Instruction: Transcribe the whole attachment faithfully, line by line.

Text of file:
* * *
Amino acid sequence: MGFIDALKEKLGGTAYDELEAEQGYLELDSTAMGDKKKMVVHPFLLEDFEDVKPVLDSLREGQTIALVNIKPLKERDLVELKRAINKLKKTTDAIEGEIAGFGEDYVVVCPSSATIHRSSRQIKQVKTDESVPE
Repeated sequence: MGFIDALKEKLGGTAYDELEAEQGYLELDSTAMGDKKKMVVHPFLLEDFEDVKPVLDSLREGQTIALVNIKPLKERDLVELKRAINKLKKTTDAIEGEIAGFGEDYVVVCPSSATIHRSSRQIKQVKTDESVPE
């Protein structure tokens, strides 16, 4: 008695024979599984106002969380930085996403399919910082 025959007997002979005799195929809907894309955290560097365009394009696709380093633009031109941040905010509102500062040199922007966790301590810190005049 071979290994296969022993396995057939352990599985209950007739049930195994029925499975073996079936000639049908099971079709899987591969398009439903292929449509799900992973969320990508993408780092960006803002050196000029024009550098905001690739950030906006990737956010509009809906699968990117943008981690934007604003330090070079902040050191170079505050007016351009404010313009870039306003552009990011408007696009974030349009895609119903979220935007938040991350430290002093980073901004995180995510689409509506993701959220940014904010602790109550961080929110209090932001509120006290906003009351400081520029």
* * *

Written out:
Amino acid sequence: MGFIDALKEKLGGTAYDELEAEQGYLELDSTAMGDKKKMVVHPFLLEDFEDVKPVLDSLREGQTIALVNIKPLKERDLVELKRAINKLKKTTDAIEGEIAGFGEDYVVVCPSSATIHRSSRQIKQVKTDESVPE
Repeated sequence: MGFIDALKEKLGGTAYDELEAEQGYLELDSTAMGDKKKMVVHPFLLEDFEDVKPVLDSLREGQTIALVNIKPLKERDLVELKRAINKLKKTTDAIEGEIAGFGEDYVVVCPSSATIHRSSRQIKQVKTDESVPE
């Protein structure tokens, strides 16, 4: 008695024979599984106002969380930085996403399919910082 025959007997002979005799195929809907894309955290560097365009394009696709380093633009031109941040905010509102500062040199922007966790301590810190005049 071979290994296969022993396995057939352990599985209950007739049930195994029925499975073996079936000639049908099971079709899987591969398009439903292929449509799900992973969320990508993408780092960006803002050196000029024009550098905001690739950030906006990737956010509009809906699968990117943008981690934007604003330090070079902040050191170079505050007016351009404010313009870039306003552009990011408007696009974030349009895609119903979220935007938040991350430290002093980073901004995180995510689409509506993701959220940014904010602790109550961080929110209090932001509120006290906003009351400081520029």